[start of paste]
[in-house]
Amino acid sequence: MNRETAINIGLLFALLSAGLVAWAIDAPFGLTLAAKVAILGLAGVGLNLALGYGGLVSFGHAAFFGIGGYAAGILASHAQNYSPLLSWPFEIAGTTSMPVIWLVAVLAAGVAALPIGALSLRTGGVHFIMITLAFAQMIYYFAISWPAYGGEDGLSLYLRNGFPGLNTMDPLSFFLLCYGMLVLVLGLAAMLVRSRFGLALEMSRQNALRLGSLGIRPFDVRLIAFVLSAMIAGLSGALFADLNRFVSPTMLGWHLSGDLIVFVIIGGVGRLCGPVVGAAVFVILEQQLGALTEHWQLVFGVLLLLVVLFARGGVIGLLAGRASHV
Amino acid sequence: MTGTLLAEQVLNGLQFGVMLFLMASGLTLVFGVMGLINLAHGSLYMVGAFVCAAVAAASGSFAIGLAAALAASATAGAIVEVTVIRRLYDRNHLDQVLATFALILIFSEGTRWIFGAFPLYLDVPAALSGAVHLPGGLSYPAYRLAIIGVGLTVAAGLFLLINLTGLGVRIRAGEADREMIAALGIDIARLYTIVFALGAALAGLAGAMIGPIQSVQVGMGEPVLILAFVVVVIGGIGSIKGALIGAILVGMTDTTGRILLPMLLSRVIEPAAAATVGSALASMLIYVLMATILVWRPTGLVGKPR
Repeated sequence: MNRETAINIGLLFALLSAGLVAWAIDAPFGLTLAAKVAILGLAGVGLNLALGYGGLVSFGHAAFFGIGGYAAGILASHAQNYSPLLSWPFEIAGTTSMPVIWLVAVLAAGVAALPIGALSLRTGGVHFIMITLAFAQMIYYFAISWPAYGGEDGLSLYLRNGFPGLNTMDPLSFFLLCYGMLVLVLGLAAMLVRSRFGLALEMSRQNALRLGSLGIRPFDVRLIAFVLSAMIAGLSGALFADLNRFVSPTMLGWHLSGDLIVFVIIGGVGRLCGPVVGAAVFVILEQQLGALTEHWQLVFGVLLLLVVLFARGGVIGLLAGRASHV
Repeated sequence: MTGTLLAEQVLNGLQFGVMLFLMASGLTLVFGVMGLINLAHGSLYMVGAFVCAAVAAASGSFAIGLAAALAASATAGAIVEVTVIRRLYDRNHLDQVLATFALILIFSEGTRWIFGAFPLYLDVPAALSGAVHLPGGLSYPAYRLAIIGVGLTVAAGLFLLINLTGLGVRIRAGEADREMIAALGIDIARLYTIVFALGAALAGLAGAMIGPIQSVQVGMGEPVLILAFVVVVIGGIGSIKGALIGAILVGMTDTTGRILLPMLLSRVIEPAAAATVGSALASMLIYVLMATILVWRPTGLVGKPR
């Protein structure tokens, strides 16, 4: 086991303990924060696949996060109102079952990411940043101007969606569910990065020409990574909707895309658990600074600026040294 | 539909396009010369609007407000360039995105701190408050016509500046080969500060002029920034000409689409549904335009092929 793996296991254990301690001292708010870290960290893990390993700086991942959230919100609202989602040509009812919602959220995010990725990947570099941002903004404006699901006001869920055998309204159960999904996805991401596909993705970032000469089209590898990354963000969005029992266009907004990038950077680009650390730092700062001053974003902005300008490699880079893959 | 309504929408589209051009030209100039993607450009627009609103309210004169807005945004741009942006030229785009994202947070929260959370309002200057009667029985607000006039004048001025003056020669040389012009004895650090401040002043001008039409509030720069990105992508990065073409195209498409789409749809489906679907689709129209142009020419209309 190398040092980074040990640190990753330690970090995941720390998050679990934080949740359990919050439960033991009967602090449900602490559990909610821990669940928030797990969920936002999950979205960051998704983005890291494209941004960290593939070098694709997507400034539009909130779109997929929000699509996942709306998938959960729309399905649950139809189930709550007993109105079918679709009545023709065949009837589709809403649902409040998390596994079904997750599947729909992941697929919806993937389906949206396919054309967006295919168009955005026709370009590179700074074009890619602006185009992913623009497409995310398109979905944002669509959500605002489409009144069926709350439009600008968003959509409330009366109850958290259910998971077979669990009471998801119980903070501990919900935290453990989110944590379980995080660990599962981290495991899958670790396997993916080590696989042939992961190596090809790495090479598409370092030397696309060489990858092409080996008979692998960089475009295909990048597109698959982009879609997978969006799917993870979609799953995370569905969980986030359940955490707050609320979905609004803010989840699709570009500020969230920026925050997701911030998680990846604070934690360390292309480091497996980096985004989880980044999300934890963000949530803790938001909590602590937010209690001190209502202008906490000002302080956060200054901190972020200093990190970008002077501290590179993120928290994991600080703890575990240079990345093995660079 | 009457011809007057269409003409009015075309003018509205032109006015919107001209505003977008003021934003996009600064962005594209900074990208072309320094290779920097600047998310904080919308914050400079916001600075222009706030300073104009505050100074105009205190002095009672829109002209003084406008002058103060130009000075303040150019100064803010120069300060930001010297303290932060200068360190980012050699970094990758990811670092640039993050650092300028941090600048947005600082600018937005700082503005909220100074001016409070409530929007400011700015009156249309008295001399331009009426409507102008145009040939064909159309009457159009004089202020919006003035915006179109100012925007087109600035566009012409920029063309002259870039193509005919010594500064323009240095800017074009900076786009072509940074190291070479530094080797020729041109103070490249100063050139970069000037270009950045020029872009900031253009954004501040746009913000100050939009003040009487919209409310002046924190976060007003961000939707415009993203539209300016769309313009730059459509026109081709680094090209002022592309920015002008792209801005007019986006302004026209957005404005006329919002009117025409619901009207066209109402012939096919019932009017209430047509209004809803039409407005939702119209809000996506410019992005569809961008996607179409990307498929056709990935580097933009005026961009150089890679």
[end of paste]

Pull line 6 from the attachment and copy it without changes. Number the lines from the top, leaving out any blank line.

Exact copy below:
């Protein structure tokens, strides 16, 4: 086991303990924060696949996060109102079952990411940043101007969606569910990065020409990574909707895309658990600074600026040294 | 539909396009010369609007407000360039995105701190408050016509500046080969500060002029920034000409689409549904335009092929 793996296991254990301690001292708010870290960290893990390993700086991942959230919100609202989602040509009812919602959220995010990725990947570099941002903004404006699901006001869920055998309204159960999904996805991401596909993705970032000469089209590898990354963000969005029992266009907004990038950077680009650390730092700062001053974003902005300008490699880079893959 | 309504929408589209051009030209100039993607450009627009609103309210004169807005945004741009942006030229785009994202947070929260959370309002200057009667029985607000006039004048001025003056020669040389012009004895650090401040002043001008039409509030720069990105992508990065073409195209498409789409749809489906679907689709129209142009020419209309 190398040092980074040990640190990753330690970090995941720390998050679990934080949740359990919050439960033991009967602090449900602490559990909610821990669940928030797990969920936002999950979205960051998704983005890291494209941004960290593939070098694709997507400034539009909130779109997929929000699509996942709306998938959960729309399905649950139809189930709550007993109105079918679709009545023709065949009837589709809403649902409040998390596994079904997750599947729909992941697929919806993937389906949206396919054309967006295919168009955005026709370009590179700074074009890619602006185009992913623009497409995310398109979905944002669509959500605002489409009144069926709350439009600008968003959509409330009366109850958290259910998971077979669990009471998801119980903070501990919900935290453990989110944590379980995080660990599962981290495991899958670790396997993916080590696989042939992961190596090809790495090479598409370092030397696309060489990858092409080996008979692998960089475009295909990048597109698959982009879609997978969006799917993870979609799953995370569905969980986030359940955490707050609320979905609004803010989840699709570009500020969230920026925050997701911030998680990846604070934690360390292309480091497996980096985004989880980044999300934890963000949530803790938001909590602590937010209690001190209502202008906490000002302080956060200054901190972020200093990190970008002077501290590179993120928290994991600080703890575990240079990345093995660079 | 009457011809007057269409003409009015075309003018509205032109006015919107001209505003977008003021934003996009600064962005594209900074990208072309320094290779920097600047998310904080919308914050400079916001600075222009706030300073104009505050100074105009205190002095009672829109002209003084406008002058103060130009000075303040150019100064803010120069300060930001010297303290932060200068360190980012050699970094990758990811670092640039993050650092300028941090600048947005600082600018937005700082503005909220100074001016409070409530929007400011700015009156249309008295001399331009009426409507102008145009040939064909159309009457159009004089202020919006003035915006179109100012925007087109600035566009012409920029063309002259870039193509005919010594500064323009240095800017074009900076786009072509940074190291070479530094080797020729041109103070490249100063050139970069000037270009950045020029872009900031253009954004501040746009913000100050939009003040009487919209409310002046924190976060007003961000939707415009993203539209300016769309313009730059459509026109081709680094090209002022592309920015002008792209801005007019986006302004026209957005404005006329919002009117025409619901009207066209109402012939096919019932009017209430047509209004809803039409407005939702119209809000996506410019992005569809961008996607179409990307498929056709990935580097933009005026961009150089890679």